Appellant contends that the lower court erred in ordering blood tests which enabled appellee to contest paternity three years after the entry of a support order for Julie Palchinski. Our Court has held that a support order necessarily determines the issue of paternity. If a party wishes to challenge a finding of paternity, he must do so by appealing directly from the support order. In the absence of an appeal, a finding of paternity is established as a *175 matter of law. Commonwealth v. Nedzwecky, 203 Pa.Super. 179, 199 A.2d 490 (1964). Consequently, in Nedzwecky, supra, we upheld a lower court's refusal to grant blood tests to a petitioner who denied paternity of a child provided for in a prior support order. Although blood tests were unavailable at the time of the entry of the original order of support,[3] our Court reasoned that "in the absence of an appeal [from the support order] the fact of . . . paternity. . . became established as a matter of law. A relevant fact necessarily determined as a prerequisite to the entry of an original support order may not, under the doctrine of res judicata, be challenged or put at issue in any subsequent proceeding." Commonwealth v. Nedzwecky, supra, 203 Pa. Super. at 182, 199 A.2d at 491. See also, Commonwealth ex rel. Scarpato v. Scarpato, 190 Pa.Super. 45, 151 A.2d 783 (1959); Commonwealth ex rel. De Sheilds v. De Sheilds, 173 Pa.Super. 233, 98 A.2d 390 (1953).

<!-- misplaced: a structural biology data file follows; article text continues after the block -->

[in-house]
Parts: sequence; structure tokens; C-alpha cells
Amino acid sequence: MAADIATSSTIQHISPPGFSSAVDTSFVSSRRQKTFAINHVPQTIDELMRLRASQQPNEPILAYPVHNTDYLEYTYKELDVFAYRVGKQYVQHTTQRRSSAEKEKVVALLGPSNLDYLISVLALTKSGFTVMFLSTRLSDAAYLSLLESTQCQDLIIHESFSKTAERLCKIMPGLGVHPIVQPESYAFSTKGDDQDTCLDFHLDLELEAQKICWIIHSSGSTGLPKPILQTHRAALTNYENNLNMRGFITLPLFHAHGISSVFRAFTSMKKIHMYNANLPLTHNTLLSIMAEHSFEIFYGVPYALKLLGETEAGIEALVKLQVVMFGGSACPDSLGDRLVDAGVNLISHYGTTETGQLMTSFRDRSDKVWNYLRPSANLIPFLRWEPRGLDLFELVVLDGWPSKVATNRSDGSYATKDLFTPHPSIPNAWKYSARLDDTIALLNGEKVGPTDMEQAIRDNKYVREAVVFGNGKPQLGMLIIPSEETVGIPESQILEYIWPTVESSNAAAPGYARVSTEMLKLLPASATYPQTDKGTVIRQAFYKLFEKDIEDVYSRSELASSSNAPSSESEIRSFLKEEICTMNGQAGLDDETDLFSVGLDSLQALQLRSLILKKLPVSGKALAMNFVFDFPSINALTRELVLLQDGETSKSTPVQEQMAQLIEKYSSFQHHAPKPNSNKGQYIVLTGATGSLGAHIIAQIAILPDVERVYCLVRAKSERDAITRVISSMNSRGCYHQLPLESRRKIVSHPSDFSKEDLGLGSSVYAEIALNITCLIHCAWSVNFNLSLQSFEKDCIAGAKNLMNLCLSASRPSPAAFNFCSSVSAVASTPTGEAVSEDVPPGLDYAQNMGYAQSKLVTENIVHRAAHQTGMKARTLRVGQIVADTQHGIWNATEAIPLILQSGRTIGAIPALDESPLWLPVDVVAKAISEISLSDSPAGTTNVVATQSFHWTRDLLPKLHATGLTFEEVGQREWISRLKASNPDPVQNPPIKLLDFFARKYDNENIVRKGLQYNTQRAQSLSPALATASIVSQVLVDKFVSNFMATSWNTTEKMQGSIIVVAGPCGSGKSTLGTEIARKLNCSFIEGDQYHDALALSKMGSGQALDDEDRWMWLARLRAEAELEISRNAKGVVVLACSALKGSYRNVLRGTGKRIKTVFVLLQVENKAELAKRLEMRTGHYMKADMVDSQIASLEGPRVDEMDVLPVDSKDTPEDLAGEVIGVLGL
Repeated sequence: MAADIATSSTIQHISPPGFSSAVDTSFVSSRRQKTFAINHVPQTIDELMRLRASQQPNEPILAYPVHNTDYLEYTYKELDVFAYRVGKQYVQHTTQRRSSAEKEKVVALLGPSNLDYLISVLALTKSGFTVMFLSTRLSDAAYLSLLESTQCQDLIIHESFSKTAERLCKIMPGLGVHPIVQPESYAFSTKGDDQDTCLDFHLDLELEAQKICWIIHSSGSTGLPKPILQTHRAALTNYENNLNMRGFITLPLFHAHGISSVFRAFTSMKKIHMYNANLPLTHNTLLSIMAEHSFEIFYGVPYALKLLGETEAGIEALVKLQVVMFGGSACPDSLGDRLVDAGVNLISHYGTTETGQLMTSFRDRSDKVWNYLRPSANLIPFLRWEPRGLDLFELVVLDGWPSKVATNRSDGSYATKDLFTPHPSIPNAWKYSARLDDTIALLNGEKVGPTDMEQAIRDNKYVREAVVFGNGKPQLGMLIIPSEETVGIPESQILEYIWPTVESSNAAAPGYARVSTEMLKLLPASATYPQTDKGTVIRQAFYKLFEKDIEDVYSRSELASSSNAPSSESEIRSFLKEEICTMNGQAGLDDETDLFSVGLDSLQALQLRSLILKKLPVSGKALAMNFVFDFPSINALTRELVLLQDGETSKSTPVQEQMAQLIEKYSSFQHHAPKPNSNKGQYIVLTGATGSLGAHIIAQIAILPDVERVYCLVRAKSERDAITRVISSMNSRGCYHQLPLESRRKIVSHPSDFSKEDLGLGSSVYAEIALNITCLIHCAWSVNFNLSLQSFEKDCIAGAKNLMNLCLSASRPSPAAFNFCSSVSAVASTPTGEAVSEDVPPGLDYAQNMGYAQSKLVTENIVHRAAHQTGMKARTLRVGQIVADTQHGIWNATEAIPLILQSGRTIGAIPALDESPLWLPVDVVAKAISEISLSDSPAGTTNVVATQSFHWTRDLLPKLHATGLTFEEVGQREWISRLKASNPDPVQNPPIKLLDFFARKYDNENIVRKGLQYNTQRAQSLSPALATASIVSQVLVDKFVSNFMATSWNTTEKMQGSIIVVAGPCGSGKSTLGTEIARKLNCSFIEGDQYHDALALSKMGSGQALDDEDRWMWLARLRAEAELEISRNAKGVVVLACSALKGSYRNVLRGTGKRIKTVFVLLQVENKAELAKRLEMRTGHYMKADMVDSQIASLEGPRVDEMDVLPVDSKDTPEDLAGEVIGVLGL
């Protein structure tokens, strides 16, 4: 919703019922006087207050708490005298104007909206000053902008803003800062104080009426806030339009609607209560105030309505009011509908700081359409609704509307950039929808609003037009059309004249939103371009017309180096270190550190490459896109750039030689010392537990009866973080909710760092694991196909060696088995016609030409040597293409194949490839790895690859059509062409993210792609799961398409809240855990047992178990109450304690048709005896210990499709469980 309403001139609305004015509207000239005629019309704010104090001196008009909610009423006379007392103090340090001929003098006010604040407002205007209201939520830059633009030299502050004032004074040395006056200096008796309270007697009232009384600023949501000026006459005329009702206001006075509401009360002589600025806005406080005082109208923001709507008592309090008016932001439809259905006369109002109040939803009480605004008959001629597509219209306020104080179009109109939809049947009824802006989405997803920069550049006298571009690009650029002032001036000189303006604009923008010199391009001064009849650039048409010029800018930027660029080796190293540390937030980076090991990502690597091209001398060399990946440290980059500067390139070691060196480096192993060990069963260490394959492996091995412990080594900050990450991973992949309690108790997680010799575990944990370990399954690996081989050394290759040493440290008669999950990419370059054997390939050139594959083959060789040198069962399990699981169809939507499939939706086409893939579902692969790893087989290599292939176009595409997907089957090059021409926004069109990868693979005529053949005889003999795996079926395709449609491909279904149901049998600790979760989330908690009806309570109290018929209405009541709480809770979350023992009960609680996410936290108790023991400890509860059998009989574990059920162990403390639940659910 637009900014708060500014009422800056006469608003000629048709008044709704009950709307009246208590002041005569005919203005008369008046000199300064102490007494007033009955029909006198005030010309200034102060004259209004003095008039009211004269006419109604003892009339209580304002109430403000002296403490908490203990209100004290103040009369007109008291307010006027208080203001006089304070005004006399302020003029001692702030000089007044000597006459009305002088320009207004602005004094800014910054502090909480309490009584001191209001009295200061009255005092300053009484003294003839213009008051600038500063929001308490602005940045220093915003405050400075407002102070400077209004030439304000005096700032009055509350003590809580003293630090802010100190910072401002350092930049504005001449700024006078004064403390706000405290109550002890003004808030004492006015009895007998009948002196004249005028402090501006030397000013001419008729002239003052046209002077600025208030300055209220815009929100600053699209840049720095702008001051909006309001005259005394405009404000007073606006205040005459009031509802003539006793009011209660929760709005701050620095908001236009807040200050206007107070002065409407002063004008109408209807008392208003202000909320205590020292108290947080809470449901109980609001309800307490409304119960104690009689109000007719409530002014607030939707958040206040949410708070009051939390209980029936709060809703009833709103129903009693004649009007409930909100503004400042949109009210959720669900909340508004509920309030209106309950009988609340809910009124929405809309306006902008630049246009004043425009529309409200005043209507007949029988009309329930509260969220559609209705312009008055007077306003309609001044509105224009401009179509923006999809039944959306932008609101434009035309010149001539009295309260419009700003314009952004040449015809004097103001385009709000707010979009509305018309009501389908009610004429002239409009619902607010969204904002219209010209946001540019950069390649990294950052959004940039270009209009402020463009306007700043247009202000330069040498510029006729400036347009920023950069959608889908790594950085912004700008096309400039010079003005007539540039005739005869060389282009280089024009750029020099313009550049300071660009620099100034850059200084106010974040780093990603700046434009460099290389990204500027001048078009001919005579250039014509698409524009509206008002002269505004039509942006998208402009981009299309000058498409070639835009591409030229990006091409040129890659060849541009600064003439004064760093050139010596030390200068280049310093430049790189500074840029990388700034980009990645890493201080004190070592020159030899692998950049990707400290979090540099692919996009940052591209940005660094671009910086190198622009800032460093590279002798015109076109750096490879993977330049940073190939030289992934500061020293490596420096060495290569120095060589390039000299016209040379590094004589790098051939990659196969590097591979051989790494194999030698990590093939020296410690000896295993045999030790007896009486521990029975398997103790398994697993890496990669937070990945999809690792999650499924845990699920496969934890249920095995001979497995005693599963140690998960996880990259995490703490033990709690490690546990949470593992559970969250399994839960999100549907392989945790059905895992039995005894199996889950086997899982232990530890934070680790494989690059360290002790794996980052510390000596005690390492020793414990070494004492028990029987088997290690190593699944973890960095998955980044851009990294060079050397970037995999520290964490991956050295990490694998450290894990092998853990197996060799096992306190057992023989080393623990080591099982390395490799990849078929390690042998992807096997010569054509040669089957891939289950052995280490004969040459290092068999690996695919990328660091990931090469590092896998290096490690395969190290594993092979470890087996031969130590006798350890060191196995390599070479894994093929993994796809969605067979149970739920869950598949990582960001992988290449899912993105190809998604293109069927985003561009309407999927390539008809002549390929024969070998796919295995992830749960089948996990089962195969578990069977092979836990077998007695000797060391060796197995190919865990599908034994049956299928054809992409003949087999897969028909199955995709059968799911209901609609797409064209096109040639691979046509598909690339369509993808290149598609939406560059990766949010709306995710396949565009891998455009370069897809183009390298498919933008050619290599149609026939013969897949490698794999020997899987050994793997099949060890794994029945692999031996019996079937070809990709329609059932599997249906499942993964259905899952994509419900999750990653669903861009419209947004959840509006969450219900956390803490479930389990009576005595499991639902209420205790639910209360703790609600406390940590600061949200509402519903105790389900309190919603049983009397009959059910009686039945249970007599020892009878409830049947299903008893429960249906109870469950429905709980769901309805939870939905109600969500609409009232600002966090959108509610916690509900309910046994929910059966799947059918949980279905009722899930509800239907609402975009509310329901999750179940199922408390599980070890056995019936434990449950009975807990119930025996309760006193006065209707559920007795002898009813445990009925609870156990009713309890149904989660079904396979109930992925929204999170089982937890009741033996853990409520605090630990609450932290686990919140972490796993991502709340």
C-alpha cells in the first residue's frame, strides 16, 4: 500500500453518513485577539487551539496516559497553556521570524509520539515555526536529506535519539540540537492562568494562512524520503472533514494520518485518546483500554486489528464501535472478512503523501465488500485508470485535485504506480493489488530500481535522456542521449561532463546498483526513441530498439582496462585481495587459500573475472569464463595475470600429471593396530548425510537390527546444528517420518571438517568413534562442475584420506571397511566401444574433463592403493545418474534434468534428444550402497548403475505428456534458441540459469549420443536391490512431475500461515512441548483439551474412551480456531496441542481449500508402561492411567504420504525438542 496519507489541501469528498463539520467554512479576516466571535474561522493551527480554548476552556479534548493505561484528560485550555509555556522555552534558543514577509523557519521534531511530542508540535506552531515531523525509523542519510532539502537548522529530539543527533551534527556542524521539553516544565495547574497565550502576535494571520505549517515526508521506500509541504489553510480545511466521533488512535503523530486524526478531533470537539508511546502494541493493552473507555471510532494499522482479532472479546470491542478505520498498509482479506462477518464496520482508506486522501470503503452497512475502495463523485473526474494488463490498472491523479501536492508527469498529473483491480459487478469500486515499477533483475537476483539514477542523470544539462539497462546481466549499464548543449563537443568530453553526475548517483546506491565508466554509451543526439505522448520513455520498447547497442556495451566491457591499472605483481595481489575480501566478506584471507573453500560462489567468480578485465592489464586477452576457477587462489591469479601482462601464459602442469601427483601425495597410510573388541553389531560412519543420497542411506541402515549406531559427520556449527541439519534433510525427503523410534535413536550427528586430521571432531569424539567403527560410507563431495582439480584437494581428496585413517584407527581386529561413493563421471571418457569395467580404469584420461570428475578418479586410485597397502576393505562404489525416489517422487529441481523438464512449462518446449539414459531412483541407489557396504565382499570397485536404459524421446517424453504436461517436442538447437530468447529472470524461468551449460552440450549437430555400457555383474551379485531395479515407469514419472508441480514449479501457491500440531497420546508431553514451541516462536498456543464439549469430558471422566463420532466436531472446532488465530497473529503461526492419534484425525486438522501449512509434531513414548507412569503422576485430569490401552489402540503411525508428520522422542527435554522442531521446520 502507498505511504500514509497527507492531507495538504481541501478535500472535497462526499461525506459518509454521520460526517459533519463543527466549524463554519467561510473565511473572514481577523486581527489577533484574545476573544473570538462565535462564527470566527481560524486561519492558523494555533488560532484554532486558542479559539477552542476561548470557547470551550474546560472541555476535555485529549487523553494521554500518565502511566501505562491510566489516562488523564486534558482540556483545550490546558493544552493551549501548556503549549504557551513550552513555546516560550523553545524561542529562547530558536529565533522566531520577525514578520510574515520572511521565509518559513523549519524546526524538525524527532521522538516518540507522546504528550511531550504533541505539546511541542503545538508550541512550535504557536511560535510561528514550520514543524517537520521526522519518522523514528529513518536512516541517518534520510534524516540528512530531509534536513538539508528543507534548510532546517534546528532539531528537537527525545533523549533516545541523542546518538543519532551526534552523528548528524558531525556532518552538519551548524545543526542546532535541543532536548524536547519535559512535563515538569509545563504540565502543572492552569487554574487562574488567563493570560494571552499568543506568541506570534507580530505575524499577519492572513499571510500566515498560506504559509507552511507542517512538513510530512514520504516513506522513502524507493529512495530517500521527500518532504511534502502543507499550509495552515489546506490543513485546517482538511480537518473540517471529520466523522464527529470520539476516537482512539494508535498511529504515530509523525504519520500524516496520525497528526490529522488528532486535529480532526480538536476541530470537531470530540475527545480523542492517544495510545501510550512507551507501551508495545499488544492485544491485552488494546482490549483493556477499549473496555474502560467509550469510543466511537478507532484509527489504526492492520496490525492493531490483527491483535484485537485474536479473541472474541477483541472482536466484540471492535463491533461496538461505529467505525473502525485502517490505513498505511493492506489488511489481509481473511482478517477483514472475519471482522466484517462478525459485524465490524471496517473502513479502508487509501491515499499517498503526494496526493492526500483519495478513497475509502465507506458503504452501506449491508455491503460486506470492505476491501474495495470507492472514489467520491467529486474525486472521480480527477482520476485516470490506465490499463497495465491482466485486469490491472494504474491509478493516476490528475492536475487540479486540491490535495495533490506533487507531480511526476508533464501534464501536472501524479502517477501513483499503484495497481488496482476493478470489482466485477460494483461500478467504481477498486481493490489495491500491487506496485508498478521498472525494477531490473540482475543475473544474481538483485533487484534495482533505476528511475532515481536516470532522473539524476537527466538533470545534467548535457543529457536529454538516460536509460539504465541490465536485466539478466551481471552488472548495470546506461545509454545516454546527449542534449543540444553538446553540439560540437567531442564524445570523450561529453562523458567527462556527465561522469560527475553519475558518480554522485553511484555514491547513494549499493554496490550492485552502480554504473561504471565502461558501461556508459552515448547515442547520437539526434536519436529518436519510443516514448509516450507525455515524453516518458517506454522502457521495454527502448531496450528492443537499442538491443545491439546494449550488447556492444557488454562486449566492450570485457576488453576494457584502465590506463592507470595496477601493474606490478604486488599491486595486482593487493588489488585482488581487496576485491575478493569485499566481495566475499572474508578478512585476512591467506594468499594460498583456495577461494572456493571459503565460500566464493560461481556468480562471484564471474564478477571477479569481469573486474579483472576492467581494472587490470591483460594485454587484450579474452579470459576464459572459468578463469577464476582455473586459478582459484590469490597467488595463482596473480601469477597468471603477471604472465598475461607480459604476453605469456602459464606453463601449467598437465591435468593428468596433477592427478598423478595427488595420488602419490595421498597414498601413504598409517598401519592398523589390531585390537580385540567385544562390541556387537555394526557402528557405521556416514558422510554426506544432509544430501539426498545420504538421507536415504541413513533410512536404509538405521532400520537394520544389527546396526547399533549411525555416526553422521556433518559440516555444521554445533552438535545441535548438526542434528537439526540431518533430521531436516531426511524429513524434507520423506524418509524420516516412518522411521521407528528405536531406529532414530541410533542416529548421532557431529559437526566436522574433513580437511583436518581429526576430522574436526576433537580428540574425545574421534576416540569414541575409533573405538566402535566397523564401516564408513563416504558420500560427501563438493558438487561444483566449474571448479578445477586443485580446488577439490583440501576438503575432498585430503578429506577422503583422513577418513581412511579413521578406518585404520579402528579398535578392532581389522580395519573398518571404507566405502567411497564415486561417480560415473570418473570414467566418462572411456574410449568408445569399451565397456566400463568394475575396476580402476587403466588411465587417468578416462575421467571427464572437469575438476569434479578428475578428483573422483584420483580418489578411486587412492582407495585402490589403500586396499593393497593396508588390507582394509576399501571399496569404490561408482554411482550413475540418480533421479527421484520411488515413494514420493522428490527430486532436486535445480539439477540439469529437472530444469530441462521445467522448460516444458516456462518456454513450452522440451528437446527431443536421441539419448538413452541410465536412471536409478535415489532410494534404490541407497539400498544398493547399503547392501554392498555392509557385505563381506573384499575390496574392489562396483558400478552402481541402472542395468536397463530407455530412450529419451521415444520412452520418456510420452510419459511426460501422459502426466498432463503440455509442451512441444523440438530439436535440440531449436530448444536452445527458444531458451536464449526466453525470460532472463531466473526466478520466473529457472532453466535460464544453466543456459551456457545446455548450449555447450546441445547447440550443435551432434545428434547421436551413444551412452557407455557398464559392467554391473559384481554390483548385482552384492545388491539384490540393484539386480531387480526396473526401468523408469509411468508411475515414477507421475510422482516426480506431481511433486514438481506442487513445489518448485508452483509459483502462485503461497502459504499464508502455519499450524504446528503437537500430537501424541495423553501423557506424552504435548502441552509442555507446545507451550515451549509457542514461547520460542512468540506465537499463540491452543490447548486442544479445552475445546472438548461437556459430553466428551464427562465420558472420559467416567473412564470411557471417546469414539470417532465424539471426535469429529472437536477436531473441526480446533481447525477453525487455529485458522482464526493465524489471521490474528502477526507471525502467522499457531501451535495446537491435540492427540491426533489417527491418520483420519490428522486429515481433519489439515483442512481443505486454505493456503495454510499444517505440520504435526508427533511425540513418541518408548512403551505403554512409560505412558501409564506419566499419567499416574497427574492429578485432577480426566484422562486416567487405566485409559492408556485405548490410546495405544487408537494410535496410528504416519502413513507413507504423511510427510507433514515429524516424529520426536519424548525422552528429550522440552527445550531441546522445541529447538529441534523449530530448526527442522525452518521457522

In the instant case, the issue of paternity was decided at the August 3, 1973 support hearing. At that time, appellee had the opportunity to appear and assert his rights and defenses. Although a copy of the notice of the hearing *176 was sent to appellee's attorney, appellee chose to appear by himself and to enter into a consent agreement and court order to support both Stacie and Julie Palchinski. Moreover, at the time of the hearing, appellee, unlike the petitioner in Nedzwecky, had the opportunity to demand blood tests but he neglected to do so for three years. Appellee also failed to appeal from the original order of support. Therefore, res judicata would operate to foreclose a subsequent challenge on the issue of paternity.